CVS battles the ‘pink tax’
CVS is slashing prices on its menstrual products and working to eliminate sales tax on such items across states as part of a broader push against the “pink tax,” a term referring to the premium women tend to pay versus men for personal health goods.
CVS reduced prices last week on its store brand tampons, menstrual pads, liners and cups products by 25 percent.
As of October 5, CVS also began paying sales tax for menstrual products on customers’ behalf in 12 states and last week also said it was partnering with organizations to eliminate such taxes in states.
One in four women struggled to purchase period supplies within the past year due to lack of income, according to the Alliance for Period Supplies.
Michelle Peluso, EVP and chief customer officer for CVS Health, said in a statement sent to USA Today, “We hope our actions help break down barriers and close gaps, while also inspiring other companies to follow our lead.”
CVS in recent years stopped selling tobacco products and photoshopping images from beauty advertisements to reinforce its health positioning.
In addition, CVS on its website last week said, to address the “pink tax,” it evaluated “thousands of products” to ensure products like razors and shaving cream have equal prices.
A study led by researchers from the Kellogg School of Management at Northwestern University last year exploring the reasons behind the “pink tax” found demand for women’s deodorant products “is relatively inelastic” and that a higher share of TV advertising in the CPG category features women’s products.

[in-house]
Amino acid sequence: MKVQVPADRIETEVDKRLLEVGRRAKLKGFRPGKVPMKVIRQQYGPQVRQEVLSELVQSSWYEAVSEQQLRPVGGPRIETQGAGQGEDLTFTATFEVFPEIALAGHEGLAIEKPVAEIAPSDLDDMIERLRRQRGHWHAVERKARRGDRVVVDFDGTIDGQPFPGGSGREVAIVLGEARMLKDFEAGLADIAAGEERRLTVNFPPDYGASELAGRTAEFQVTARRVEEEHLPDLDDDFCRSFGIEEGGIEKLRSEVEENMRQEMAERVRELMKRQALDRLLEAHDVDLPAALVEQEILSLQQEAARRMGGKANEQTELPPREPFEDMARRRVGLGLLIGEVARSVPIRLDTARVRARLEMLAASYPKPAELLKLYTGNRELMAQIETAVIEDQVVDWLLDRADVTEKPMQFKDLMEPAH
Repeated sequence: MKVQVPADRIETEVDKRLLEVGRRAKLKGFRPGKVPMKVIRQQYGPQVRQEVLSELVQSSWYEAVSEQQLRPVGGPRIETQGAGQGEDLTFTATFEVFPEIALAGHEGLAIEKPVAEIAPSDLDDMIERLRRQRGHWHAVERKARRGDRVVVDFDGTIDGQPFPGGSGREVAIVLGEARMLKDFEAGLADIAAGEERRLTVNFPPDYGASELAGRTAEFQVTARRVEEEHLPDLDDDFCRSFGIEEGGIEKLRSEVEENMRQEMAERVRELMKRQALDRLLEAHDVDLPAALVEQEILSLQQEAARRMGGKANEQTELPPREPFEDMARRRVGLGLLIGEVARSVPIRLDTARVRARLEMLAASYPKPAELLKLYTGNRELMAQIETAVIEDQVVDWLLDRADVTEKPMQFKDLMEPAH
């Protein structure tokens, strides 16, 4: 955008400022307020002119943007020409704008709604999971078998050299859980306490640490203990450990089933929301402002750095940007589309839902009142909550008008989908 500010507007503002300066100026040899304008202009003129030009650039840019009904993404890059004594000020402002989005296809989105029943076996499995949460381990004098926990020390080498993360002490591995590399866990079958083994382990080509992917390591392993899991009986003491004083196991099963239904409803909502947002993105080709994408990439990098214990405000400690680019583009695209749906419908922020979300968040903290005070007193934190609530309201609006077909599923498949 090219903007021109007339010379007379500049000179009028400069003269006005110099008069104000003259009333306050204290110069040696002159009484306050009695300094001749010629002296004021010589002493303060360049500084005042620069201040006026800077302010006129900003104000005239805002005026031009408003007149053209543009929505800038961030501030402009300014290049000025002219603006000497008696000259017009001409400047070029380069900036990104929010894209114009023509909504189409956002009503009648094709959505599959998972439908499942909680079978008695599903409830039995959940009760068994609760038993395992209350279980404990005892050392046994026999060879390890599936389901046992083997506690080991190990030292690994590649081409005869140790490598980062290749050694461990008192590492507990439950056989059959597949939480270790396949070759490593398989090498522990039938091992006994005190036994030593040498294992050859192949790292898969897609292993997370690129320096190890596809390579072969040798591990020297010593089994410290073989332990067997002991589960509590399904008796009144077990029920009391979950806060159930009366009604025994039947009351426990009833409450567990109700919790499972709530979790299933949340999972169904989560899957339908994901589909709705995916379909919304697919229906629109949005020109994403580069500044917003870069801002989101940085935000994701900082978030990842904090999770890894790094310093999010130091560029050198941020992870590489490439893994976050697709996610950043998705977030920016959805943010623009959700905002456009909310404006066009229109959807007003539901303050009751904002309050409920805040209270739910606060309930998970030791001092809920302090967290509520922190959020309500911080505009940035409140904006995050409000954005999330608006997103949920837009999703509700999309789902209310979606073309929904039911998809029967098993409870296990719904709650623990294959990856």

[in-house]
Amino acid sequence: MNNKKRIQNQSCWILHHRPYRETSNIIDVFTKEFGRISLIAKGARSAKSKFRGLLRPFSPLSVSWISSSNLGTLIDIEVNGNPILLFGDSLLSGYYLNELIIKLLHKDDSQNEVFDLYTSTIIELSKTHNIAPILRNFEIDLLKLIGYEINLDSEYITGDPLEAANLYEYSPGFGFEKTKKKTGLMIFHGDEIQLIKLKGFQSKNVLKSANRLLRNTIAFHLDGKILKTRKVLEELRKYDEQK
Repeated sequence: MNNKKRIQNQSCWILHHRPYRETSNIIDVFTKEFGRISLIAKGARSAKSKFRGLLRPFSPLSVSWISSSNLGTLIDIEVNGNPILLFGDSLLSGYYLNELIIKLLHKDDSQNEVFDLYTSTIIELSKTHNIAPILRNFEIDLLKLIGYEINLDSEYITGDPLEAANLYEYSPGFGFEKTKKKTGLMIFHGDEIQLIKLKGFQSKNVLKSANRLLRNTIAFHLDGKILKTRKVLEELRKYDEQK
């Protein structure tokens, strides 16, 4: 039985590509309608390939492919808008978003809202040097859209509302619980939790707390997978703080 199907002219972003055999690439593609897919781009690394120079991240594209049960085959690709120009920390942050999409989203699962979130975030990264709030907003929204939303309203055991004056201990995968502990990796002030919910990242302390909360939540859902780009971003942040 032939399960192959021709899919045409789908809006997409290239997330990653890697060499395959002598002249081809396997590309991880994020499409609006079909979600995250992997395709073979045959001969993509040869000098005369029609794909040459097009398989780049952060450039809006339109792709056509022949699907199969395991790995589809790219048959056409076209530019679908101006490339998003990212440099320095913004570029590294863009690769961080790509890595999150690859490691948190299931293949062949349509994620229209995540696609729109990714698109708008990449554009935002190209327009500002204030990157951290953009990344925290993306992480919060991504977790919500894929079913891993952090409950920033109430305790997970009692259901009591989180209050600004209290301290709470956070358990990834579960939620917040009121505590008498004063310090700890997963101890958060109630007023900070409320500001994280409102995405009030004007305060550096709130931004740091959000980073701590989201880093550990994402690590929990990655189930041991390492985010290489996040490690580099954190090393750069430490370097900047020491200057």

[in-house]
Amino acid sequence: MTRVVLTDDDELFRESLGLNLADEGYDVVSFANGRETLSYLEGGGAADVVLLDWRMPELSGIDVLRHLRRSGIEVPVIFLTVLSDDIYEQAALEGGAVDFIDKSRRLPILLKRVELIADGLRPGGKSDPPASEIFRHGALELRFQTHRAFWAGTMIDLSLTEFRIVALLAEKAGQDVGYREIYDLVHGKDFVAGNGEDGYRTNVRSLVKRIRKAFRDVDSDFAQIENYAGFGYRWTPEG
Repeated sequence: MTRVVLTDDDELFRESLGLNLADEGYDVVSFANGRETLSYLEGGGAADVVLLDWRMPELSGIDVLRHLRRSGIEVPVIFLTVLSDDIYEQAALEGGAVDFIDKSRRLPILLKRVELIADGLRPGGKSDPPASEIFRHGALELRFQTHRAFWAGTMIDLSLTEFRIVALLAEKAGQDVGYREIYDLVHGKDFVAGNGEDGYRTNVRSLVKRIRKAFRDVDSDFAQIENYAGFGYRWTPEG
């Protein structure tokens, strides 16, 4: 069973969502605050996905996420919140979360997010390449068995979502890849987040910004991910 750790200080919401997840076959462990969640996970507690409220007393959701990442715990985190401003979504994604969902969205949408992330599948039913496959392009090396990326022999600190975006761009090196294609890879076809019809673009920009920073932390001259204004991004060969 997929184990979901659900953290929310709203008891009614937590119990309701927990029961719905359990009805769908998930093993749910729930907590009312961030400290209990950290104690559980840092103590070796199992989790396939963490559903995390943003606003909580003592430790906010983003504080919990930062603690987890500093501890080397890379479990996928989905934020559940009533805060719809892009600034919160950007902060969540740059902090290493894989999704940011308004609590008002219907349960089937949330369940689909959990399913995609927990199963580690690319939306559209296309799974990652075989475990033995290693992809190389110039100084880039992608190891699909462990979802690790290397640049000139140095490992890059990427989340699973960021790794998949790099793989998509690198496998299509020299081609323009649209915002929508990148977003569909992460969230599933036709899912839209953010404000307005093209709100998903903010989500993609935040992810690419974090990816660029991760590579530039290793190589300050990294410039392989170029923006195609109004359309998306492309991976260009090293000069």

CVS’s changes are part of its “HERE, Healthier Happens Together” initiative, which also aims to expand women’s health services in MinuteClinics.
Speaking to The Dallas Morning News, Jake White, CVS’s VP of merchandising and consumer health care, said the industry has had a “one-size-fits-all” approach to health care, but that women’s health challenges are “historically underrecognized and underappreciated.”
He added, “The reality is that women experience conditions that are unique to them, their physiology, their life stage. And given these sort of serious health gaps in care and answers to these systemic issues, we felt we needed to take action.”
- Here for women. – CVS
- CVS drops prices on its tampons and will pay the ‘pink tax’ – CNN
- CVS cuts costs of period products by 25%, pays customer ‘tampon tax’ in some states – USA Today
- CVS drops price on menstrual products, paying ‘pink tax’ in some states – Today
- CVS counters Texas ‘tampon tax’ with 25% off menstrual products – The Dallas Morning News
- Investigating the Pink Tax: Evidence Against a Systematic Price Premium for Women in CPG – Kellogg School of Management at Northwestern University
- Retailers stand out by vetoing the ‘pink tax’ – RetailWire
DISCUSSION QUESTIONS: What do you think of CVS’s moves to reduce prices on menstrual and other personal products? What’s the root cause of the “pink tax” phenomenon?